The word "Enlightenment" is used to indicate the eighteenth century in the history of ideas of the Western World. It is a word that indicates a sum of ideas about the character of man, his beliefs and activities, and the universe. These ideas have three common assumptions which are at the root of what we mean by the Enlightenment. The thinkers and writers of this period assumed that reason and knowledge will reveal an order inherent in the universe; will disclose the truth about religion, economics, politics, morals - every aspect of life; and, that when man discovers the order and truth of the universe, evil will disappear and good will reign. These assumptions are clearly expressed in the use of the symbol of light to denote the character of the eighteenth century: the English called it the "Age of Enlightenment," the French, "le siecle des lumieres," the German, "die Aufklarung," the Italian, "il secolo dell' illuminisma." [excerpt]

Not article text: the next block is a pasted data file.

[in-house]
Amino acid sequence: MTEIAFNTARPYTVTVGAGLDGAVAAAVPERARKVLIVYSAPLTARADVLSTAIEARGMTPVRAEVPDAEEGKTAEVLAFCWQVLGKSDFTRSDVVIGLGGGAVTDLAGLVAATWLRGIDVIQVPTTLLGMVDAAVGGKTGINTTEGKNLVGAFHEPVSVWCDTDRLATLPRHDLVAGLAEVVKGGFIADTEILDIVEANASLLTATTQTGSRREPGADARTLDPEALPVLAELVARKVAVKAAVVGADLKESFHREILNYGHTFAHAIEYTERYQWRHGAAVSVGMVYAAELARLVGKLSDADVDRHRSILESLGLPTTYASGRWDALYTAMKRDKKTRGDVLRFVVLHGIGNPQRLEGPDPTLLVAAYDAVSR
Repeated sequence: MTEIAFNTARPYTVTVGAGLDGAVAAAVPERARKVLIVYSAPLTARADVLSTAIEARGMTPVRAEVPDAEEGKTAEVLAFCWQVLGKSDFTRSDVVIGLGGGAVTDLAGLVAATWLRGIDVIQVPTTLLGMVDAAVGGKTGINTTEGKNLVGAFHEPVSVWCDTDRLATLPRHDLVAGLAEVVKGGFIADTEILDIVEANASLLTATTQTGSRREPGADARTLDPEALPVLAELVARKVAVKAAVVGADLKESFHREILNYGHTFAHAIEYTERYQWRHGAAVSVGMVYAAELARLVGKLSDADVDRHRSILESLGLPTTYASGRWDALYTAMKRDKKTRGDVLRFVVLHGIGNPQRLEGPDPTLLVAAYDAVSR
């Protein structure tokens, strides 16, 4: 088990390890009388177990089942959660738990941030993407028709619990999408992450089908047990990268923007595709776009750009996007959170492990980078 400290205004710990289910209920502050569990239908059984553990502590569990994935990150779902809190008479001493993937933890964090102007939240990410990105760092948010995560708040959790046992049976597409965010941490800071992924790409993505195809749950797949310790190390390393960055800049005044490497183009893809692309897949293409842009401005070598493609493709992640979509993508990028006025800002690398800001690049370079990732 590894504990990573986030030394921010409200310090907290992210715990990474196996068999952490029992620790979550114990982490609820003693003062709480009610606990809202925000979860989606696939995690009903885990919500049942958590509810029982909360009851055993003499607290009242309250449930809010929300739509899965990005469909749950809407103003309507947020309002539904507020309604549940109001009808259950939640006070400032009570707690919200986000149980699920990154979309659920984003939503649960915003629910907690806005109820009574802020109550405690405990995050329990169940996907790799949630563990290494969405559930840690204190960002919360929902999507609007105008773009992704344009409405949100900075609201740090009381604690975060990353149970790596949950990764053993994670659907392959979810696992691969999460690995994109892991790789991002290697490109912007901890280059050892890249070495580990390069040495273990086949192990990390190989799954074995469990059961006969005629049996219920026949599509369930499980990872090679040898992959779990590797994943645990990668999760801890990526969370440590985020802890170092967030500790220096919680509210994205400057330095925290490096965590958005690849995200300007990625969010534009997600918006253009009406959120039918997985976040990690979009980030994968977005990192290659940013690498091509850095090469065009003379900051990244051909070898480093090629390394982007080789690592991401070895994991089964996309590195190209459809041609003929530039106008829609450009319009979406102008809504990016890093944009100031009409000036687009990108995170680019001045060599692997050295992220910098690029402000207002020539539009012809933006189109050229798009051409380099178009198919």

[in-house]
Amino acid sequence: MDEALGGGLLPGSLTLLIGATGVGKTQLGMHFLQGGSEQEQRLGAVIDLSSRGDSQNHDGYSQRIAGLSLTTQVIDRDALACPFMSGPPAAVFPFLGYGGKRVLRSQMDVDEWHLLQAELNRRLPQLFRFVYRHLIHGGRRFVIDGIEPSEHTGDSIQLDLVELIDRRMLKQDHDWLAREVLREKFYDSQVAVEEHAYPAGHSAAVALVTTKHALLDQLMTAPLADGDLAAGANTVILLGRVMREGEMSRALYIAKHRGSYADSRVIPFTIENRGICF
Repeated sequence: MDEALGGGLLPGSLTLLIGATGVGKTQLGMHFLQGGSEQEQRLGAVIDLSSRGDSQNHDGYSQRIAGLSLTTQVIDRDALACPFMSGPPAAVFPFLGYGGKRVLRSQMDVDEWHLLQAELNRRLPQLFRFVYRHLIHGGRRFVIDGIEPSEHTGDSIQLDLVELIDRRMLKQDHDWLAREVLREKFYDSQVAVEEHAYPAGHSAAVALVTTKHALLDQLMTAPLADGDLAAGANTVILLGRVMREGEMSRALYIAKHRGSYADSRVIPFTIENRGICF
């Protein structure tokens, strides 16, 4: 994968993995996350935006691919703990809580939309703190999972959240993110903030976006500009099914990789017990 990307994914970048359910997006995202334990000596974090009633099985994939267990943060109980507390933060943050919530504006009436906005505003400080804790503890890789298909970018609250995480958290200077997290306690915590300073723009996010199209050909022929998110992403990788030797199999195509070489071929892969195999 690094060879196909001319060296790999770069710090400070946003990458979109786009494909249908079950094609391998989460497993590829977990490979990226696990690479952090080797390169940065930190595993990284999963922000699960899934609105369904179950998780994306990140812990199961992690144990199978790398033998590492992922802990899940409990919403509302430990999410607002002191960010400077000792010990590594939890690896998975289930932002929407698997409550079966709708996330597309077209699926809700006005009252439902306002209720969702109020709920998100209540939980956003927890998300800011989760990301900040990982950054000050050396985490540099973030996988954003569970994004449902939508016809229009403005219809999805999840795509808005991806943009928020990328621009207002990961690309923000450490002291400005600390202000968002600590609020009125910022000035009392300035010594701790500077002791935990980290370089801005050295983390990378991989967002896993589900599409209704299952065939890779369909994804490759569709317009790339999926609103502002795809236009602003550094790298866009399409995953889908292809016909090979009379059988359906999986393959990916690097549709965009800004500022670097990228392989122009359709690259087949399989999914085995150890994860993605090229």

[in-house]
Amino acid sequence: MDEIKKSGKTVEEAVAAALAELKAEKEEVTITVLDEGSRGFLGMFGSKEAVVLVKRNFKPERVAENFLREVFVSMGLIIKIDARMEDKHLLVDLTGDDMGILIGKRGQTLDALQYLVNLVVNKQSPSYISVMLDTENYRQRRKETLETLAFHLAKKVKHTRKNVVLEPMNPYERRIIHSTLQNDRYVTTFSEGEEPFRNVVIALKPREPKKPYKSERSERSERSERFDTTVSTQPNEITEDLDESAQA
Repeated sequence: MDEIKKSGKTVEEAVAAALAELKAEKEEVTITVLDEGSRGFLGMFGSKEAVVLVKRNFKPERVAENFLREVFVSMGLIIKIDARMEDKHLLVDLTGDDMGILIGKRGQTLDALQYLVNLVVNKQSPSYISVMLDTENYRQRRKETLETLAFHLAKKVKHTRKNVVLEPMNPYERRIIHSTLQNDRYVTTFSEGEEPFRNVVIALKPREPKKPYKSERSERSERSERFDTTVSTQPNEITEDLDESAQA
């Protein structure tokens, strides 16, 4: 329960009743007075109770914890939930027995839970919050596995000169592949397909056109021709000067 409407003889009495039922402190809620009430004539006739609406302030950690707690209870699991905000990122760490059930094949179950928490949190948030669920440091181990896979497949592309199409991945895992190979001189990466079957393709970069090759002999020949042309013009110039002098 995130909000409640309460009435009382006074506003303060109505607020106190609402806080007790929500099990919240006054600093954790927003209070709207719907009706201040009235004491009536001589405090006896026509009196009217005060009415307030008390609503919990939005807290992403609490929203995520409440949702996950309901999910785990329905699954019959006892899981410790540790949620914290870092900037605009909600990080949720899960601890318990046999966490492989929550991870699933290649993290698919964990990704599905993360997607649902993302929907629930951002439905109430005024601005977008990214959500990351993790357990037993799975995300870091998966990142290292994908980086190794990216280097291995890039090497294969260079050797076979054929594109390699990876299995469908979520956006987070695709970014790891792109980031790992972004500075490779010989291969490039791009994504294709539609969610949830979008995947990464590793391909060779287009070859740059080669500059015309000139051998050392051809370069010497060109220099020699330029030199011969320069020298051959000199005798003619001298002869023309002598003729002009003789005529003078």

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Bloom, Robert L. et al. "1. An Introduction to the Enlightenment. Pt. X: The Eighteenth Century Enlightenment." Ideas and Institutions of Western Man (Gettysburg College, 1958), 1-10.